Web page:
- Additionally, while the parent corporation and top-level executives will avoid criminal liability, Goldman Sachs still begrudgingly took an unprecedent step: An Asian subsidiary of the company pled guilty to criminal wrongdoing, tarnishing the legacy of the 151-year-old bank that had never before admitted guilt in a federal investigation. Even the parent company, while avoiding the potentially crippling effects of a guilty plea, had to admit mistakes in its handling of 1MDB transactions.
- This admission doesn’t just have reputational consequences; it may have financial consequences as well, insofar as it bolsters the case for shareholder-plaintiffs who filed a derivative suit in late 2018 against the bank’s directors. According to the complaint, these directors “conducted the ‘extremely suspicious’ offerings and didn’t act as ‘numerous red flags’ arose in the ensuing years.” The defendants moved to dismiss the case last January on the grounds that misconduct by employees was insufficient to establish that the directors failed to establish sufficient controls. But the bank’s settlement with the US government, in which the bank “admitt[ed], accept[ed], and acknowledge[d] that it is responsible under United States law for the acts of its officers, directors, employees, and agents as charged,” appears to contradict the defendants’ core argument. Indeed, on October 28th, the plaintiffs filed the terms of the settlement and the agreed-to facts associated with the deal as evidence that the motion to dismiss should be denied.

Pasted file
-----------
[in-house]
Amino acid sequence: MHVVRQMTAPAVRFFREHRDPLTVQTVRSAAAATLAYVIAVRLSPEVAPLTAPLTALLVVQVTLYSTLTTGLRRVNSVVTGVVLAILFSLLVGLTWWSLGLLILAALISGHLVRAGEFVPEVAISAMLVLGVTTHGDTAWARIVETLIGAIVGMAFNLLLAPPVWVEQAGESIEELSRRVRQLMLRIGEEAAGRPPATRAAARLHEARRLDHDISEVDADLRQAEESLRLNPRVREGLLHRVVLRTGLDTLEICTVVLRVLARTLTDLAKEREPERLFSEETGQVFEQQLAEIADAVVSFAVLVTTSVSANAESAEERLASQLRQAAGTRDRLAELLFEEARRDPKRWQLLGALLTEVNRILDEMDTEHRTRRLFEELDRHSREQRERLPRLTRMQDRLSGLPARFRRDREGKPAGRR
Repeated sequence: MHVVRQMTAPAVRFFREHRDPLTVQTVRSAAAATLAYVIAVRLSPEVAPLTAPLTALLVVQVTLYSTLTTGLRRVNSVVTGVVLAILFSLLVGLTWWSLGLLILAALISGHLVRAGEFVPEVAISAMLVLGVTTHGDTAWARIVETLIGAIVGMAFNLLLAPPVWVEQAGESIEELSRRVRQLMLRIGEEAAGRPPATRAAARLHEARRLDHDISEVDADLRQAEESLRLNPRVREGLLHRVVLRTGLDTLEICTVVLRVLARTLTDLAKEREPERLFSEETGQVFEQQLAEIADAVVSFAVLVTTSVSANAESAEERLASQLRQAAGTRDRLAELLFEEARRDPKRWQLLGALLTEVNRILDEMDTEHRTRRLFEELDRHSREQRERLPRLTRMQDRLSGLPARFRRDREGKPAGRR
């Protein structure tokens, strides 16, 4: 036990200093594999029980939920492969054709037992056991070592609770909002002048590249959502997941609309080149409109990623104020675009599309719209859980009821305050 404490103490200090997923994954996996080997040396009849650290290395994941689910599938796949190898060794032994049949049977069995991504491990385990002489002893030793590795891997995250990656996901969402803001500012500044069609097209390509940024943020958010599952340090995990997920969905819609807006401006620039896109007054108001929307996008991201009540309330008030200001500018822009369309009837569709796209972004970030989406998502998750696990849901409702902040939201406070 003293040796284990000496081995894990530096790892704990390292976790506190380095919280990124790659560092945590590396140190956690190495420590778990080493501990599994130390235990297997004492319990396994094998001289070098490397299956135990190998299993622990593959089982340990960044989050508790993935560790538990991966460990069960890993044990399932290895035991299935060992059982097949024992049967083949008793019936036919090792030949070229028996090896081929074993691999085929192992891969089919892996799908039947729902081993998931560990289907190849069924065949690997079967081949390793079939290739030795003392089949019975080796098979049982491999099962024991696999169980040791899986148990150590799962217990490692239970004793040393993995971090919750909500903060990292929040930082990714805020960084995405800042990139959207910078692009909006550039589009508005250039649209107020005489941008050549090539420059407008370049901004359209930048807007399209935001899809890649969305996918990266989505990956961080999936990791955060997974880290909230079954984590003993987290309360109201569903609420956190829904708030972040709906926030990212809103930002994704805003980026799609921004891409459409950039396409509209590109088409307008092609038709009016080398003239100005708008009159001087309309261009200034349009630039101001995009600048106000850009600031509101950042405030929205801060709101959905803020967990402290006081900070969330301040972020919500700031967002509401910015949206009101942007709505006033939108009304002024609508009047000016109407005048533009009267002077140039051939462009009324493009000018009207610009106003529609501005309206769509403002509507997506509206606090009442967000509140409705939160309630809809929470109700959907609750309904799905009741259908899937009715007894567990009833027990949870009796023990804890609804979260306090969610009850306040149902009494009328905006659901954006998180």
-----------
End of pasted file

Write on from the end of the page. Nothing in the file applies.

- The bank itself has also sought to impose financial accountability on the senior executives who failed to detect and prevent the bank’s improper role in criminal wrongdoing. After admitting to breaking US corruption laws, Goldman announced it would cut bonuses for the company’s CEO, CFO, president, and the head of Goldman’s international business, while clawing back millions in past bonuses from the former CEO, CFO, and three other former executives. All told, Goldman will recover $174 million in executive compensation, with the four current executives forfeiting $31 million in pay this year (roughly one-third of what they made in 2019). While forfeiting such funds will hardly bankrupt the executives, the sting will be felt not only on their wallets, but also on their reputations.